Maternal health

Proper prenatal and postnatal care isn’t just about ensuring the health of infants. These types of healthcare can improve women’s health immensely while reducing the numbers of maternal deaths globally. Doctors and caregivers have a huge role to play in this regard, but the role of friends and family is also important. The following steps should be taken to promote maternal health:

  • Proper information about prenatal and postnatal care should be disseminated
  • Cheap and easy access to screenings, tests and vaccinations before and during pregnancy
  • Emphasis should be laid on nutrition, exercise and maternal mental health
  • Compulsory counselling and care should be provided in case of miscarriage or stillbirth
  • Stress or stigma attached to birth of the girl child should be eliminated

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There are two types of cancers women are particularly at risk of: breast cancer and cervical cancer. Globally, about half a million women die of each of these cancers every year. Detecting these cancers early can give women a fighting chance at survival, but achieving this would require:

  • Awareness about breast and cervical cancer, especially prevention
  • Cheap and easy access to cancer screenings and treatments
  • Vaccination against the human papillomavirus (HPV)
  • Elimination of stigma attached to mastectomy in the case of breast cancer

Factors that make women’s health more vulnerable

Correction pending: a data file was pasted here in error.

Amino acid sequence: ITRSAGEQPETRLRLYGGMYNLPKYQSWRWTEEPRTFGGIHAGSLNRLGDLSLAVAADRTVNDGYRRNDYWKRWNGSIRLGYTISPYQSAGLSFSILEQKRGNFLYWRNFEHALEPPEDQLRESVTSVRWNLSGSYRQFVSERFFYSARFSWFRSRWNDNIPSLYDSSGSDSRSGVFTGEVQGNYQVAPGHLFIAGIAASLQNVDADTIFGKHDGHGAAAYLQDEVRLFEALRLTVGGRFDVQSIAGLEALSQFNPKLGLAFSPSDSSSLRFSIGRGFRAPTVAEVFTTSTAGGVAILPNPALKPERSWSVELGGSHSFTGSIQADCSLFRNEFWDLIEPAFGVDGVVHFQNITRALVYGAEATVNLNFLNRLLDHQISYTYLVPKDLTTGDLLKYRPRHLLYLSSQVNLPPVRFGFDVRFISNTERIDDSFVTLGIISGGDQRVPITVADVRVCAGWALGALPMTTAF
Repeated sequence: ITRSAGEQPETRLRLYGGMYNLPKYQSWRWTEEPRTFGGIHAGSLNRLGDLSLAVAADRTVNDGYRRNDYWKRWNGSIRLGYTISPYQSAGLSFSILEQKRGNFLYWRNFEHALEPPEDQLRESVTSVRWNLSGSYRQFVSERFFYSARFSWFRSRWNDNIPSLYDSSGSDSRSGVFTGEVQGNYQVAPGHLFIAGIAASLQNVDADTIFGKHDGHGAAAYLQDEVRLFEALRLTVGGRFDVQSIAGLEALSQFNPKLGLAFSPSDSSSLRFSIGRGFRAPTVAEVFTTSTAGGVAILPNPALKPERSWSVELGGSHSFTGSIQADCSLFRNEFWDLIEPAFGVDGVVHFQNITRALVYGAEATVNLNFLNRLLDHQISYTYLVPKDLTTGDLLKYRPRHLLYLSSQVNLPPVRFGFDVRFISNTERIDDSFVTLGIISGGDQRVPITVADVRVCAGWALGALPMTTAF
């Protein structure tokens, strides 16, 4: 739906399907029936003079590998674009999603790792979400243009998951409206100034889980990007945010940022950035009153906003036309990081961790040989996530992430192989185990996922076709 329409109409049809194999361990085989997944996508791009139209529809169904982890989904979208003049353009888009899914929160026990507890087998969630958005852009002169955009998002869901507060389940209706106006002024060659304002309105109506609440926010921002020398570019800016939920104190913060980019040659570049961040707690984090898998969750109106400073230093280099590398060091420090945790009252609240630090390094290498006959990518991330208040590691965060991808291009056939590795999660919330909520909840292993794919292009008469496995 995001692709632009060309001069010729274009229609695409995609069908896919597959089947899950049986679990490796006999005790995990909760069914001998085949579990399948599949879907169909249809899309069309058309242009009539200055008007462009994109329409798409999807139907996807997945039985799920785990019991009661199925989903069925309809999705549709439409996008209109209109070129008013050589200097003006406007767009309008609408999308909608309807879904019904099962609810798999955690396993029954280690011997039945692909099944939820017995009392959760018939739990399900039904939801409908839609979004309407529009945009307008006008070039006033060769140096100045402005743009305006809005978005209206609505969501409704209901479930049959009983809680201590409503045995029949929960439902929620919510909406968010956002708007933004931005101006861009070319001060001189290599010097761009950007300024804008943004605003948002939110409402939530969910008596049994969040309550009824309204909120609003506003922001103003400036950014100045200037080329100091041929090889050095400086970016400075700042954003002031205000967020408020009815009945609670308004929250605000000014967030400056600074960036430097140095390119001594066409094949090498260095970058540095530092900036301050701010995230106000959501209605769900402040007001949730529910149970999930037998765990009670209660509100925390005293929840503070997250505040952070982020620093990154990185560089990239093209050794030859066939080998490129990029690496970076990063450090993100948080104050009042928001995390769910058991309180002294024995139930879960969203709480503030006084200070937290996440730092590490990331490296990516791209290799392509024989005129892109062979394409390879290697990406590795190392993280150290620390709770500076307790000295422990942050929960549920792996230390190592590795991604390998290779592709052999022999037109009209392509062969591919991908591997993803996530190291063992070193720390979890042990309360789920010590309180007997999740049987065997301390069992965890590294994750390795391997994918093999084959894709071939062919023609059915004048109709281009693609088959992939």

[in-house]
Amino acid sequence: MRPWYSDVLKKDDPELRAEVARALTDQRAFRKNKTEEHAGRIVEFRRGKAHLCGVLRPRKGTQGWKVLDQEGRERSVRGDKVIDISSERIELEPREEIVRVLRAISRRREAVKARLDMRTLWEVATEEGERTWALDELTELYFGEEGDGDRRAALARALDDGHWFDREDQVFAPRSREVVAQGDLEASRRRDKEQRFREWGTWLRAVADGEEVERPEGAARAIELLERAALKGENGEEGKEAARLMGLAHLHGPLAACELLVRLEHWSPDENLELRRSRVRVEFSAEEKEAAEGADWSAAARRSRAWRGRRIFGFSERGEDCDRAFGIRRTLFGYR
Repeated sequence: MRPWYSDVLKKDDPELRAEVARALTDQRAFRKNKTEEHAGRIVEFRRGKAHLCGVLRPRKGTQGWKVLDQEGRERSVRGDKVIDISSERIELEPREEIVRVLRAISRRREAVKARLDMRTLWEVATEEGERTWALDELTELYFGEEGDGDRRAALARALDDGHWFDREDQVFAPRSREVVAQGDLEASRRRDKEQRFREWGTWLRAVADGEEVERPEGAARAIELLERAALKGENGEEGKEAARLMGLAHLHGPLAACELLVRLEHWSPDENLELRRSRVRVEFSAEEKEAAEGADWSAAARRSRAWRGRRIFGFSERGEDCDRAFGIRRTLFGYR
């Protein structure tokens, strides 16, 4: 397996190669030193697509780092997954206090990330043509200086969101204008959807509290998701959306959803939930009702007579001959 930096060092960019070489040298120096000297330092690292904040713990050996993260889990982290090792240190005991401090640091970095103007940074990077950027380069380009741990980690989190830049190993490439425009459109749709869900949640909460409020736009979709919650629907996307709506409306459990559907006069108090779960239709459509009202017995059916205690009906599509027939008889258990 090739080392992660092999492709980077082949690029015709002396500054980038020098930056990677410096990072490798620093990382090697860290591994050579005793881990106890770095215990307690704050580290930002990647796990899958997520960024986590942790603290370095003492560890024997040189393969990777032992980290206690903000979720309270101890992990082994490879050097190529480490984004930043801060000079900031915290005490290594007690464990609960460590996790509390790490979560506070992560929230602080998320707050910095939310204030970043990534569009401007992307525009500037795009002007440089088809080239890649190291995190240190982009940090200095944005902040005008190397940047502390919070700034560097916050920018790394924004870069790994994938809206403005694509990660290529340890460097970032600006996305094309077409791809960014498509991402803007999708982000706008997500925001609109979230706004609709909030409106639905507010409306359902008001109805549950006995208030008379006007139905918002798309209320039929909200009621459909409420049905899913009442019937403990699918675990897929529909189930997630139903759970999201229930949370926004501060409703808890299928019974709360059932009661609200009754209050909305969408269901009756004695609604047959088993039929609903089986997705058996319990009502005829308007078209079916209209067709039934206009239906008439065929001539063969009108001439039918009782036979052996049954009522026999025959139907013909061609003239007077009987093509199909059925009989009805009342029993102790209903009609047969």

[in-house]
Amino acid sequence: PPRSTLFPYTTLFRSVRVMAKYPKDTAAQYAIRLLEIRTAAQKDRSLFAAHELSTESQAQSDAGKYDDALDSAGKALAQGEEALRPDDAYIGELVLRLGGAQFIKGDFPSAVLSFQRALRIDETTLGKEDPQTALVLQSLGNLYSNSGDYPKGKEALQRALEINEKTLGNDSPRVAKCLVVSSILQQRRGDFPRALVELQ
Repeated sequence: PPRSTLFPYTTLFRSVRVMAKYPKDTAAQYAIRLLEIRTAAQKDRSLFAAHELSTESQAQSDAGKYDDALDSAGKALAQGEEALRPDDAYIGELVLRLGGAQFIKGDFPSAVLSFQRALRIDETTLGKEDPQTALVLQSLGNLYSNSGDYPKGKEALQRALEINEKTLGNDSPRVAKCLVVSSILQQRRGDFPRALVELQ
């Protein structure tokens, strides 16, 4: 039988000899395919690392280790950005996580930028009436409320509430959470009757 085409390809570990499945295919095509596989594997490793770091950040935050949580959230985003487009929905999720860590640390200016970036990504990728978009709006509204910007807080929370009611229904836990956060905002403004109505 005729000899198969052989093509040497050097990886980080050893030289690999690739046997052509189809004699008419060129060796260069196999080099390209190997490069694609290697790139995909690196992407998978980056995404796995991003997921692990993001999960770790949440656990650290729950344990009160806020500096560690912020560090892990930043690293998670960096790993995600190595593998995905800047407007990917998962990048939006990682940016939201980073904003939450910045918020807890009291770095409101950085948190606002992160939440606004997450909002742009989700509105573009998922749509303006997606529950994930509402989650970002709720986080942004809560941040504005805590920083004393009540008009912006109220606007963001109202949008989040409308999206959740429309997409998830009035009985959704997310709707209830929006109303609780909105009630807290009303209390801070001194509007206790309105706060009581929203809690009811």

Women make up for half the population of the world, and yet, in many countries including India, their health issues do not receive enough focus or care. There are a few reasons behind this lack of attention, and the following factors play a huge role in contributing to this situation.

  1. Scientific and medical research factors
  2. Economic factors
  3. Socio-cultural factors

Scientific and medical research factors

According to a study published in the Journal of Clinical Investigation in 2003, women have been traditionally underrepresented in clinical trials, which formed the basis of major advancements in medicine, treatments and healthcare technologies.

Another study published in BMC Women’s Health revealed that women’s health issues were confined to reproductive and maternal health in the world’s leading general medicine as well as women’s health speciality journals. This lack of scientific and medical research into diseases that (exclusively or differently) plague women contributed largely to the lack of general and specialised awareness about their conditions and how to treat them.

Economic factors

According to a 2013 report by UN Women and the World Bank, women and children form a large part of the world’s poverty-stricken population of 767 million people. Poverty is linked to poor health practices and limited or no access to public healthcare systems. This places women at an especially disadvantageous position.

Additionally, as the study by the journal of Health Care Women International in 2011 shows, despite putting in two-thirds of the world’s working hours, women earn only 10 percent of the world’s income. This gender pay gap also contributes significantly to the gender disparity in health.

Socio-cultural factors

Women in most cultures, especially developing ones, have a lower status than men and do not enjoy the same rights. This gender inequality reduces women’s access to education, economic and social independence and healthcare. Women in these societies do not enjoy the right to travel alone, access healthcare without permission, and might not have a say in family planning.

The preference given to the male child in these cultures not only leads to female foeticide and infanticide, but also to a lifelong neglect of hygiene, nutrition and safe health practices. Cultural practices like female genital mutilation and attitudes towards sexual health and violence against women (whether it’s to do with rape or sexual abuse) also make it difficult for women from these cultures to access healthcare facilities without stigma.